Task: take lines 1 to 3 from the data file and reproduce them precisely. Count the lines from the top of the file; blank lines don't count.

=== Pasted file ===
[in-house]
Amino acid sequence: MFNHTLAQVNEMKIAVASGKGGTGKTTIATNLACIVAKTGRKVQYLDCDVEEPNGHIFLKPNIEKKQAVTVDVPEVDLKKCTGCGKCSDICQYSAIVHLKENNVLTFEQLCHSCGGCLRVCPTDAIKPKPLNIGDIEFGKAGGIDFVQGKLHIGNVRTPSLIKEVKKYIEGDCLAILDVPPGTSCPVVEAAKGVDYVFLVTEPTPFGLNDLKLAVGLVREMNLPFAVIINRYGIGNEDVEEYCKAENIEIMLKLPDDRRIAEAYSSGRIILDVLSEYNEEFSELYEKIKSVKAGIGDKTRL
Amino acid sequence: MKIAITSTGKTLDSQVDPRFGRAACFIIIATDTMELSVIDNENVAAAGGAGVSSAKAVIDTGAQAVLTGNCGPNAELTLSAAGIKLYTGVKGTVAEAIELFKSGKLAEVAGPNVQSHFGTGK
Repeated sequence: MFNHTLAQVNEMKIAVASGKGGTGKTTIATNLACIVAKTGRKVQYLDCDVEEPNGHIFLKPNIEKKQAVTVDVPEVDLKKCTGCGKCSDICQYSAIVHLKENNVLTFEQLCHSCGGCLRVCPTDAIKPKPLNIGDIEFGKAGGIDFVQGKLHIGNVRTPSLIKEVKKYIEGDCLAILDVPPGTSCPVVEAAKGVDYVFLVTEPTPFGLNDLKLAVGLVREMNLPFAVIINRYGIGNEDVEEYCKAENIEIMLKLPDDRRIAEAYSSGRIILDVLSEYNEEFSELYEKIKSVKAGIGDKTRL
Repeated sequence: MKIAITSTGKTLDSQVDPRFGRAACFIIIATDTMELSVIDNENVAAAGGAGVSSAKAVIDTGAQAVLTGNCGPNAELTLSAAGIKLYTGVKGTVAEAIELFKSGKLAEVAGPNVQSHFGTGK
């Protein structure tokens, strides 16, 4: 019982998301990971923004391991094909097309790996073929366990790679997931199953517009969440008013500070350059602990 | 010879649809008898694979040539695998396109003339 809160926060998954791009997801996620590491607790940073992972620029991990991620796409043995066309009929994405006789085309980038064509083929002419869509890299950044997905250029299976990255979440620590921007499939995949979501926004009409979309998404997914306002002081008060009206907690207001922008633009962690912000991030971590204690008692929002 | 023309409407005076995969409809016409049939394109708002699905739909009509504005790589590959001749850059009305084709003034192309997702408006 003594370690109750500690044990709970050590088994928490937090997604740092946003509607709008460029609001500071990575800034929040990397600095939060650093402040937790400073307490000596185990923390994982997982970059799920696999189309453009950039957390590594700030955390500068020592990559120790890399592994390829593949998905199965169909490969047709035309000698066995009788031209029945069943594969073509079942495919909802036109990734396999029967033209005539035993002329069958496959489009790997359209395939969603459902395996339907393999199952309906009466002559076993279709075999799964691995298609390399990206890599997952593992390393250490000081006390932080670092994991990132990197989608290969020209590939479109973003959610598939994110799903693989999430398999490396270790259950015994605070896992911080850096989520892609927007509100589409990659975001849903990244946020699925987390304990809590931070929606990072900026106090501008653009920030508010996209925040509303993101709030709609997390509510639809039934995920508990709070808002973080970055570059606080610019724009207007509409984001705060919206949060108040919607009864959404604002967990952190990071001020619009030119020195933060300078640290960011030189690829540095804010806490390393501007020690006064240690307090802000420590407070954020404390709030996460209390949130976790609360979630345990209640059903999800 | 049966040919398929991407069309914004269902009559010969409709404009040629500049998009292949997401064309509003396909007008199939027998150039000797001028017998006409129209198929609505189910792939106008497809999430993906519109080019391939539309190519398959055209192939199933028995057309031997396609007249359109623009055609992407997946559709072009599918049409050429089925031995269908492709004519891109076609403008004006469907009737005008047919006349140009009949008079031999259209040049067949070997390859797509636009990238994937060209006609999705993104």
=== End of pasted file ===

[in-house]
Amino acid sequence: MFNHTLAQVNEMKIAVASGKGGTGKTTIATNLACIVAKTGRKVQYLDCDVEEPNGHIFLKPNIEKKQAVTVDVPEVDLKKCTGCGKCSDICQYSAIVHLKENNVLTFEQLCHSCGGCLRVCPTDAIKPKPLNIGDIEFGKAGGIDFVQGKLHIGNVRTPSLIKEVKKYIEGDCLAILDVPPGTSCPVVEAAKGVDYVFLVTEPTPFGLNDLKLAVGLVREMNLPFAVIINRYGIGNEDVEEYCKAENIEIMLKLPDDRRIAEAYSSGRIILDVLSEYNEEFSELYEKIKSVKAGIGDKTRL
Amino acid sequence: MKIAITSTGKTLDSQVDPRFGRAACFIIIATDTMELSVIDNENVAAAGGAGVSSAKAVIDTGAQAVLTGNCGPNAELTLSAAGIKLYTGVKGTVAEAIELFKSGKLAEVAGPNVQSHFGTGK